China has announced it will put a 25% tariff on liquefied natural gas (LNG) imports from the US as part of a wider plan to introduce $60m worth of measures to counterbalance the US’s recently imposed trade tariffs.

Details of the move were outlined by the Chinese Minister of Finance on Friday, who revealed that the country will charge 25% more for LNG imports from the US, as well as increase levies on copper, agriculture, power and renewables. Beijing has yet to provide an exact implementation date, as it is waiting for US President Donald Trump’s administration to make the first official move.

The US introduced 10% tariffs on Chinese imports in June, marking the beginning of a so-called trade war between the two countries. Last week, the White House announced it was planning to increase the measures by raising taxes from 10% to 25%, a move that could impact around $200m worth of Chinese imports.

China responded to the move by labelling it a violation of previous agreements between the superpowers and the trade rules set out by the World Trade Organization. The country intends to hit back at the US by imposing tariffs on its revenue-generating LNG exports.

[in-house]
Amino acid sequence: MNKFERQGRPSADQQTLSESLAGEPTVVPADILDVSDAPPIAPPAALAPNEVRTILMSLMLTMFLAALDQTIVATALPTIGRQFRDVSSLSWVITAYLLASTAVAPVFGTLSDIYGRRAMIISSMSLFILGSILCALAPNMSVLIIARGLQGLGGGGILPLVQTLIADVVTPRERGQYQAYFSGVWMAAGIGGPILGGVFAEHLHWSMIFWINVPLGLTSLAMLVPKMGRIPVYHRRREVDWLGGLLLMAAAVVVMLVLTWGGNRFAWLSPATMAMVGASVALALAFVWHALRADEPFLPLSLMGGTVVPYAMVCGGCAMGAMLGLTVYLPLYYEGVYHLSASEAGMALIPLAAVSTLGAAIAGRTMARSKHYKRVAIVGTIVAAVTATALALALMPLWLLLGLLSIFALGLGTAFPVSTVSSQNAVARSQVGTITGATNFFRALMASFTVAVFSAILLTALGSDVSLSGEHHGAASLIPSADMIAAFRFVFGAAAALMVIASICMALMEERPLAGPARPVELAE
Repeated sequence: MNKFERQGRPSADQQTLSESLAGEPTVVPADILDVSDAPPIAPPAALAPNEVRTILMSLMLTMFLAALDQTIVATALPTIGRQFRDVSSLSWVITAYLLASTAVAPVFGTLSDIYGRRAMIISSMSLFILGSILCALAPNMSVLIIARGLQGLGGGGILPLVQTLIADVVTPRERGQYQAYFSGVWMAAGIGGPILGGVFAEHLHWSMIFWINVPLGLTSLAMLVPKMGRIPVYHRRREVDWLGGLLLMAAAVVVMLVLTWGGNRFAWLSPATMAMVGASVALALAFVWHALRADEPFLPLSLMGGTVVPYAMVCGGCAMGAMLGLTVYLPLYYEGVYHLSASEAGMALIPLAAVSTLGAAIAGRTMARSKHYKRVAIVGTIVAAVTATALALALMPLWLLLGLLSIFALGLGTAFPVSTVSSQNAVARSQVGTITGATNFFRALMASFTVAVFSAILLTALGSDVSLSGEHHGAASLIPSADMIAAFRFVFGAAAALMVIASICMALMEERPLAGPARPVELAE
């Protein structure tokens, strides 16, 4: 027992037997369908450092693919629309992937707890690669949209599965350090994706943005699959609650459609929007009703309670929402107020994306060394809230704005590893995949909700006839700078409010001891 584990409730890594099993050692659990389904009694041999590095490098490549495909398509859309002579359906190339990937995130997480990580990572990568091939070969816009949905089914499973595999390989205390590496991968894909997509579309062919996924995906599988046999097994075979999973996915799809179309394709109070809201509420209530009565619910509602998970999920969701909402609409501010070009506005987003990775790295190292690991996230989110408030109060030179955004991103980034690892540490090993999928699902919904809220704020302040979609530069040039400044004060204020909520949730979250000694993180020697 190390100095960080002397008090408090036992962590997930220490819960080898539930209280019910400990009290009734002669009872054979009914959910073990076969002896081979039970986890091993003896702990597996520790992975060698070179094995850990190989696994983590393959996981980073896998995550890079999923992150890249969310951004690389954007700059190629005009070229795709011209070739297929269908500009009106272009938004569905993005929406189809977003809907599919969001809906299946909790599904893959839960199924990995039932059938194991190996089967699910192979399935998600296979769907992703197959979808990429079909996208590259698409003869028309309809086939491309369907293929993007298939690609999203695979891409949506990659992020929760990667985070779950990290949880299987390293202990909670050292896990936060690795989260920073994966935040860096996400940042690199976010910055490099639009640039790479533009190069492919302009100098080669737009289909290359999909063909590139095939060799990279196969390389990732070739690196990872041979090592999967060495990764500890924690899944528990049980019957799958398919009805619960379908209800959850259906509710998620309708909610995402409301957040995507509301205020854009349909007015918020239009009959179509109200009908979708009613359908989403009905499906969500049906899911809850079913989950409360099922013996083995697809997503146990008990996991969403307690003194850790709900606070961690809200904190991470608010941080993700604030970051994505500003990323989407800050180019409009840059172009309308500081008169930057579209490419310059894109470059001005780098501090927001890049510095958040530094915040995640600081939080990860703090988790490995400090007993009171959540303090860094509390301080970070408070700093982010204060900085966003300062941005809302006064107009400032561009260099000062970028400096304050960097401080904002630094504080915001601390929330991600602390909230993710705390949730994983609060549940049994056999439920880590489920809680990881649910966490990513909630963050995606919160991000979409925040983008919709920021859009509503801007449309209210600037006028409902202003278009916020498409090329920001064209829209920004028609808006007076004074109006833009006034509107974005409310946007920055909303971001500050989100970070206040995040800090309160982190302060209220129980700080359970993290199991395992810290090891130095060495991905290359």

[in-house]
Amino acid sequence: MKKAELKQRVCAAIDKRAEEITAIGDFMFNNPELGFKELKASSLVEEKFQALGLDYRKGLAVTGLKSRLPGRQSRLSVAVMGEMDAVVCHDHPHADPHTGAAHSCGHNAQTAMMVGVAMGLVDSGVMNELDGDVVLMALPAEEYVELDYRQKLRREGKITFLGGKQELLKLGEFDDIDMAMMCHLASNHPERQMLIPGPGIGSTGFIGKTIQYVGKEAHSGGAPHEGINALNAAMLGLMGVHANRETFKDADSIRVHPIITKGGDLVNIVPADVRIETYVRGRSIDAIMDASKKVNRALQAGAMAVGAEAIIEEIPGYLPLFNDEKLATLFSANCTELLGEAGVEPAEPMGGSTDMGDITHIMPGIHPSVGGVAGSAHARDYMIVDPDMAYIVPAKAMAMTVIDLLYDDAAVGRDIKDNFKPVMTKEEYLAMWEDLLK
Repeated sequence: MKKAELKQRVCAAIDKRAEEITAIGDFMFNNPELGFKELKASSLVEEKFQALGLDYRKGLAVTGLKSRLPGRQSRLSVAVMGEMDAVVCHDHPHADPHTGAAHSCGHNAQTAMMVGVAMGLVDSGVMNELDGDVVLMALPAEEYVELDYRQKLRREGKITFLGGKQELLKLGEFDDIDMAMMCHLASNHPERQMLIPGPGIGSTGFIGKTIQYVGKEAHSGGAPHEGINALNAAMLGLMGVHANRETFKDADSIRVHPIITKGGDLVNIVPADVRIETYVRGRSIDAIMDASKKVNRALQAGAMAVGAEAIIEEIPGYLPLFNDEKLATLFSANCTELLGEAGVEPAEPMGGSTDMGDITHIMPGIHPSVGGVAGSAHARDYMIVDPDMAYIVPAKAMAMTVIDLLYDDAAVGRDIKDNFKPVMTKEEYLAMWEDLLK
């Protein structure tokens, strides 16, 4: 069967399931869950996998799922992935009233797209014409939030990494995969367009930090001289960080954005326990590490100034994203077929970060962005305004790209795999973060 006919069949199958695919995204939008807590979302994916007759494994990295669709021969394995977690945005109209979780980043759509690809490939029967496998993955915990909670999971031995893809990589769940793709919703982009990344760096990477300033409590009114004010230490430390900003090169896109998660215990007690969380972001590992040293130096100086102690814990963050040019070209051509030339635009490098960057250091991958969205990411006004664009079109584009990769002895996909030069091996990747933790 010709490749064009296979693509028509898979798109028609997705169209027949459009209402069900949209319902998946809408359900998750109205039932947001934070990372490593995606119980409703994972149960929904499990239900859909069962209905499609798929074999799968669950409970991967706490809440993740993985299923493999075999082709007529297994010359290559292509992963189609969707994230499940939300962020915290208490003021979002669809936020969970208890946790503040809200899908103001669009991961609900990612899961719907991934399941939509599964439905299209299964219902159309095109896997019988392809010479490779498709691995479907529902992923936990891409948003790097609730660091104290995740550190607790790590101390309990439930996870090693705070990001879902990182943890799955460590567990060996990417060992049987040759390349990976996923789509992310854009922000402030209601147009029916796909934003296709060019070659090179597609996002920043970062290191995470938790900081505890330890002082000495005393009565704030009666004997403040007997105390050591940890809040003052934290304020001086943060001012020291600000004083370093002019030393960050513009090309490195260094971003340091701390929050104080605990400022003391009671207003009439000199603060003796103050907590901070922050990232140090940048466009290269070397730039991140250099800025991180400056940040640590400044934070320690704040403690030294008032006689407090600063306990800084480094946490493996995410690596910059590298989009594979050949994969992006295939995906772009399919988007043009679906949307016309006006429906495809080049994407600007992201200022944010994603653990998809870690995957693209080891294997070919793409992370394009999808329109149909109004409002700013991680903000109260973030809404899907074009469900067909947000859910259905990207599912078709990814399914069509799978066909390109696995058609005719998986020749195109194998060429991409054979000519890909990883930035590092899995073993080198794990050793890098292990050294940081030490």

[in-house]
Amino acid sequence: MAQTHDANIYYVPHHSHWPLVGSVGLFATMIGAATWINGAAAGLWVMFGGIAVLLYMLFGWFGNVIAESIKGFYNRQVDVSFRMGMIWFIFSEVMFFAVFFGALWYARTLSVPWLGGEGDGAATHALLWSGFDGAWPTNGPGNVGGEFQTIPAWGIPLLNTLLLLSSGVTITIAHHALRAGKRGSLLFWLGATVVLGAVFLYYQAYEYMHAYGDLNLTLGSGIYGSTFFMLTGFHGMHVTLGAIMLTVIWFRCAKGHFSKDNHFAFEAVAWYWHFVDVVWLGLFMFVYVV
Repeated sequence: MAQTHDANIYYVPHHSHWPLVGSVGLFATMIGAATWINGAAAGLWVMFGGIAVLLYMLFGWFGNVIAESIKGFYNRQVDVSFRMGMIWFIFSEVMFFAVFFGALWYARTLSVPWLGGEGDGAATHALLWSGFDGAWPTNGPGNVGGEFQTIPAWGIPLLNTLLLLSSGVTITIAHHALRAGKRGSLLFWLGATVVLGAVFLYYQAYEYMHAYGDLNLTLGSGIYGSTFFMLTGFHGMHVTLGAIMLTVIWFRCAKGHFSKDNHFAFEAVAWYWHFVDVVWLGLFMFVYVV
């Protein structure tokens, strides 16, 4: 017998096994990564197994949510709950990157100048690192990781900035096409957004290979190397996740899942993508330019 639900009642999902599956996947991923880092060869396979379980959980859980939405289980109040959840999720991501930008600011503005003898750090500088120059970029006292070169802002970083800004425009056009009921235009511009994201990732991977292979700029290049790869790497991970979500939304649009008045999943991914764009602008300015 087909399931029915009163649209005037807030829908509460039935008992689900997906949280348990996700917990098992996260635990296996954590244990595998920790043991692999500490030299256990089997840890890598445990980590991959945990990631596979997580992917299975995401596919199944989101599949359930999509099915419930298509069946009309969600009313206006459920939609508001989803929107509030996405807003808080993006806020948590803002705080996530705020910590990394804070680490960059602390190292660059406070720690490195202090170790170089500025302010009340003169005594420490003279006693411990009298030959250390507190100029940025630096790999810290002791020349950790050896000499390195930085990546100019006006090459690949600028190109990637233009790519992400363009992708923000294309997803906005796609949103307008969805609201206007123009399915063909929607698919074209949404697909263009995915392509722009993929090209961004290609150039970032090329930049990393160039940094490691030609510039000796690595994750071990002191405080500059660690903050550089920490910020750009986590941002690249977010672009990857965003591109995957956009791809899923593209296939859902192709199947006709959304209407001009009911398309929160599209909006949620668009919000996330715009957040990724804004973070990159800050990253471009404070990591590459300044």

A recent expansion of the Panama Canal has made LNG exports a valuable source of income for the US, which has become an energy leader in the market, having quadrupled the volume of fuel shipped worldwide in the past year.

According to the US Energy Information Agency, China is the third larger importer of the fuel after Mexico and South Korea, purchasing about 15% of the US’s LNG every year. Forecasts from the International Energy Agency estimate that the US will account for 40% of the world’s extra gas production up to 2022, with the country set to compete with Australia and Qatar in global LNG supply.

However, China is expected to drive demand for gas, accounting for up to 40% of the global share, meaning that increased tariffs on LNG imports could substantially affect the market.

Although Trump recently agreed to boost LNG trade in cooperation with the European Commission, China might be forced to find a supplier elsewhere, leading to a shift in trade relations.